A somewhat familiar image flickered and disappeared as her hand passed through it. Moving again through that space, it reappeared. The image took on a greater degree of realism: a smallish and incredibly strange person hovering at the height of her shoulder. He smiled and said, “Do you recognize me?”

The previous woodcut version of Dragon Food hadn’t quite communicated his posture of dashing bravado and mischievous derring-do. “That certainly sounds like Dragon Food,” she replied. His physicality was more colorful and detailed, including a dragonish set of horns. “And you look even more like yourself now, in some ways. Tell me, please, what was on that piece of paper you gave me?”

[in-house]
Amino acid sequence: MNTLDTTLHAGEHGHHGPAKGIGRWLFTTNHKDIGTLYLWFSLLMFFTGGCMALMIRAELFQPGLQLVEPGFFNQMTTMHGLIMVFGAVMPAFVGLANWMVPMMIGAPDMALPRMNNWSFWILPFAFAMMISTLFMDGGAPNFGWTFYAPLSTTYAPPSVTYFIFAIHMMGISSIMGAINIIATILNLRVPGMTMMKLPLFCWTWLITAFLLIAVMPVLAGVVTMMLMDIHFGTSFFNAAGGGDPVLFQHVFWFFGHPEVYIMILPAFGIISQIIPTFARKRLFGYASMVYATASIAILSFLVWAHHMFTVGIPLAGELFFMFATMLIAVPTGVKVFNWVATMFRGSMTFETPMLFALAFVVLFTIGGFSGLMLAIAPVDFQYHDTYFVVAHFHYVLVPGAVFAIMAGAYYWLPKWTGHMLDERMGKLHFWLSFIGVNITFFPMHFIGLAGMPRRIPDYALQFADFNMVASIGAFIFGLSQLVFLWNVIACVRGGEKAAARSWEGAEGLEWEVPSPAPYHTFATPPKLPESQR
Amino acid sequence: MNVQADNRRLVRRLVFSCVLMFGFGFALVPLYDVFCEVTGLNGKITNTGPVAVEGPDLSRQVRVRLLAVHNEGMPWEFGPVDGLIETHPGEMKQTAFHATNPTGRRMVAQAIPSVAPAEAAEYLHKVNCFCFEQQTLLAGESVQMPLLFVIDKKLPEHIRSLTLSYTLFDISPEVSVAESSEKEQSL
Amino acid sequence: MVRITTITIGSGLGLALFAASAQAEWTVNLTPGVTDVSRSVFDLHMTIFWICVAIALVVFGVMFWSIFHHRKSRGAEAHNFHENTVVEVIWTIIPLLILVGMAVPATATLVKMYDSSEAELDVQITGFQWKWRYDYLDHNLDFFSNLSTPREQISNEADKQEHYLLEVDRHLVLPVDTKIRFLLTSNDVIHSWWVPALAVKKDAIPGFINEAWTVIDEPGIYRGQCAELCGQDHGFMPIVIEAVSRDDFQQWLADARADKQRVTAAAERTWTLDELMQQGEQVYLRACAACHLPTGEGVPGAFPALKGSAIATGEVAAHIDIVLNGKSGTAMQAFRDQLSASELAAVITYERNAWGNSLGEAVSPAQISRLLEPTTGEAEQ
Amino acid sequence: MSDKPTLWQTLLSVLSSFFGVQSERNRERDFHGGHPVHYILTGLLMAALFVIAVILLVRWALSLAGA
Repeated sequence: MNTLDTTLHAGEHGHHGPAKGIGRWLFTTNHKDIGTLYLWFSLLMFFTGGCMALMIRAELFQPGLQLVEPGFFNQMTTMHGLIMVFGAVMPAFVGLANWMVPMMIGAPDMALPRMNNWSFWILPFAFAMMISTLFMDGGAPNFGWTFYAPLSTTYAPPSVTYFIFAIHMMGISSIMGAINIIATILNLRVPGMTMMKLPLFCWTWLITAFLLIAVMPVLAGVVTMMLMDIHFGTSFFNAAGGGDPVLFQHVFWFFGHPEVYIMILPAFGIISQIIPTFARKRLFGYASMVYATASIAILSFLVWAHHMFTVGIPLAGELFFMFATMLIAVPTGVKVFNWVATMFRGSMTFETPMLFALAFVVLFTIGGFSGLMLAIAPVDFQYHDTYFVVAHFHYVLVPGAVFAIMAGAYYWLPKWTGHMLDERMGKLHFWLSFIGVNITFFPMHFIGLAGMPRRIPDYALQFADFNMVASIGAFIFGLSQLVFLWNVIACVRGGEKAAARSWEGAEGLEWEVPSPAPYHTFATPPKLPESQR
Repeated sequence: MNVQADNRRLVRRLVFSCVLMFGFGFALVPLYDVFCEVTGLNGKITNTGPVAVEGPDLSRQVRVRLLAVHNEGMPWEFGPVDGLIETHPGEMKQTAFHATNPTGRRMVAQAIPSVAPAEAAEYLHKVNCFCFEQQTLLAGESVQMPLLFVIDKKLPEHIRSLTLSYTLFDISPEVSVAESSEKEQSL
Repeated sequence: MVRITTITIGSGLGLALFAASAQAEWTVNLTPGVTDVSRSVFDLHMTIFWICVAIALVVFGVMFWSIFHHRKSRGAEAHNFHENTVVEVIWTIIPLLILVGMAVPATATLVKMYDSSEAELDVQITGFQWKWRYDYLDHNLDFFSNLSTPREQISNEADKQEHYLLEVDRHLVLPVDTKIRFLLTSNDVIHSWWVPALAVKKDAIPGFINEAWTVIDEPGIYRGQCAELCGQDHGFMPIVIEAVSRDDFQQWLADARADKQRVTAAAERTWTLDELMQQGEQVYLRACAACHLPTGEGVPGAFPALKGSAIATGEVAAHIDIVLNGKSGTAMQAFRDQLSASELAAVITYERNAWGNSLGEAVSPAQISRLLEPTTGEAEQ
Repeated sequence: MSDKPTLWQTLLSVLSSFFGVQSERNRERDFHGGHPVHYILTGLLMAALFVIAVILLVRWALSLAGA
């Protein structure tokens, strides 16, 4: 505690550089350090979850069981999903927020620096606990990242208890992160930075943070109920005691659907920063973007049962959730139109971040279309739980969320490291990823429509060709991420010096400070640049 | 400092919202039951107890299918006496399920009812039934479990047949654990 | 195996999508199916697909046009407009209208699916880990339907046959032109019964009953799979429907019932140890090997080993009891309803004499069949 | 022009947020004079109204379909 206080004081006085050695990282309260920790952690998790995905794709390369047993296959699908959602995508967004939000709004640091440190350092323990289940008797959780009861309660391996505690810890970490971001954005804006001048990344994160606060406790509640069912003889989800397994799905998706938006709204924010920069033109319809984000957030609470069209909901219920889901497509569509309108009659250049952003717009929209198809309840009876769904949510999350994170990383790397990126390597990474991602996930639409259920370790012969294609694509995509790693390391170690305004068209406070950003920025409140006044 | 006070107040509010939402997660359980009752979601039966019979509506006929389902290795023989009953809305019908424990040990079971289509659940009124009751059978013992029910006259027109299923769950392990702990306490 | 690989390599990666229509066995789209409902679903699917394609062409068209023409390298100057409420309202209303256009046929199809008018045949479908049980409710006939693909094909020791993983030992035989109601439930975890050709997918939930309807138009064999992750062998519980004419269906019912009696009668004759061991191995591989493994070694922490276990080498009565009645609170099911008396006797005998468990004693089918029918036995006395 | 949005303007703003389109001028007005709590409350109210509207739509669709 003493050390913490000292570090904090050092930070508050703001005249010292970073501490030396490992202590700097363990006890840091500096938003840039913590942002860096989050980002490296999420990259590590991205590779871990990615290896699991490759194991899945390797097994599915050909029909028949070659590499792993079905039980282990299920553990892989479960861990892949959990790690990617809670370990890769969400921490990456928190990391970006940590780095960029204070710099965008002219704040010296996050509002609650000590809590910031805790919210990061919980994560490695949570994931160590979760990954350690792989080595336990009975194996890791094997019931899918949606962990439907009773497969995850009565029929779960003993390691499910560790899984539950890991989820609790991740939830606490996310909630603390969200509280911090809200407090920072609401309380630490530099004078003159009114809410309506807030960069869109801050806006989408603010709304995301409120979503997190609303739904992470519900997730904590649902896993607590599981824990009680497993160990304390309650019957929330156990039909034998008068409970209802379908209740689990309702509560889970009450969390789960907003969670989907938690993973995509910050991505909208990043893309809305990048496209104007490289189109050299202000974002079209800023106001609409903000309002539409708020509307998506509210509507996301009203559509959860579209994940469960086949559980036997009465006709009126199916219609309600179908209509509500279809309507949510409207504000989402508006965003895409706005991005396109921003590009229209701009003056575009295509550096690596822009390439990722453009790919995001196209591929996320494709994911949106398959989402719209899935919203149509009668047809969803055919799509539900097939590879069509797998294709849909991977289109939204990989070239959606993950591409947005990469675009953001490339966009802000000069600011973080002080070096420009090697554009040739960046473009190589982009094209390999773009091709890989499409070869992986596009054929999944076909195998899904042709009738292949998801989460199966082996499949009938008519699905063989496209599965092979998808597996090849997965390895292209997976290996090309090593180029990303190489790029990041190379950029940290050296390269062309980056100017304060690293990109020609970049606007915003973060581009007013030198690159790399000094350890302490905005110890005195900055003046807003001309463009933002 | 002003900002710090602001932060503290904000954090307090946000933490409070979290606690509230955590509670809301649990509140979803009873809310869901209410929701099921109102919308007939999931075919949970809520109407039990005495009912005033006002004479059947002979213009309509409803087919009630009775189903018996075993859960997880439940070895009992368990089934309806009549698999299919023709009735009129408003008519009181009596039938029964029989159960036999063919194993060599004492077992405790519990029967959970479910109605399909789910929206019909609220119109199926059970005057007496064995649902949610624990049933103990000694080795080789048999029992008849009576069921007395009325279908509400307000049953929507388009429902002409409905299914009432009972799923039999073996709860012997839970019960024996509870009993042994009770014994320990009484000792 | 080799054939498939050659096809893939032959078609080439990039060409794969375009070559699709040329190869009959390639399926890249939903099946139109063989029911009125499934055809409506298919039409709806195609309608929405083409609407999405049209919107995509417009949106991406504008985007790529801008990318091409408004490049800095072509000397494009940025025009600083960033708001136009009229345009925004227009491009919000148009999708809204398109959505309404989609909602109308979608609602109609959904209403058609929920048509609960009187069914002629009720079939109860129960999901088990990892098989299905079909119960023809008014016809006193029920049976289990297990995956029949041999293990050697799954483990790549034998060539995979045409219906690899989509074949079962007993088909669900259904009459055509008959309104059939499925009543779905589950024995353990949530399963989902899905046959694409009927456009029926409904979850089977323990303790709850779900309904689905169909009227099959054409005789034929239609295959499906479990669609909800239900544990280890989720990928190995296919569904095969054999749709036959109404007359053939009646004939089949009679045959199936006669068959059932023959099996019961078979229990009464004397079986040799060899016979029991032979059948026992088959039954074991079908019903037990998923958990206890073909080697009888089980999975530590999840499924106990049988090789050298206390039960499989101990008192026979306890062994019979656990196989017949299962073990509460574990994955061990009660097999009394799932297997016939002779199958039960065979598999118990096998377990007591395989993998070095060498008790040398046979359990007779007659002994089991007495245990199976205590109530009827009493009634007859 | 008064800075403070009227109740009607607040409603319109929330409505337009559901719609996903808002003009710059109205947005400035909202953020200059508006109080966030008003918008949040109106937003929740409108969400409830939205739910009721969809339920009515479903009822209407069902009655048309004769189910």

“It was something with the word ‘movements’ in the title, like you asked. That was the thing we could find that seemed most like what you needed.”

“Was there a program or code in it?”

Dragon Food subtly bobbed and jigged around in midair as he addressed the Princess. “Was there a program in the way you drove this ship? You must mean the special ingredient! We Kao-Sidhe don’t generally know what that actually is. Kao-Sidhe interact with a lot of different people, and at times we are helpful. If we bring something to someone, people find it in there, so they think we put it there. But, no. We have a sense of when something is relevant without specifically knowing why, something about our relationship with the nature of ‘time’, as you refer to it, and ‘matter’. It’s just more special, especially special. So, you found it then? The key, the special ingredient.”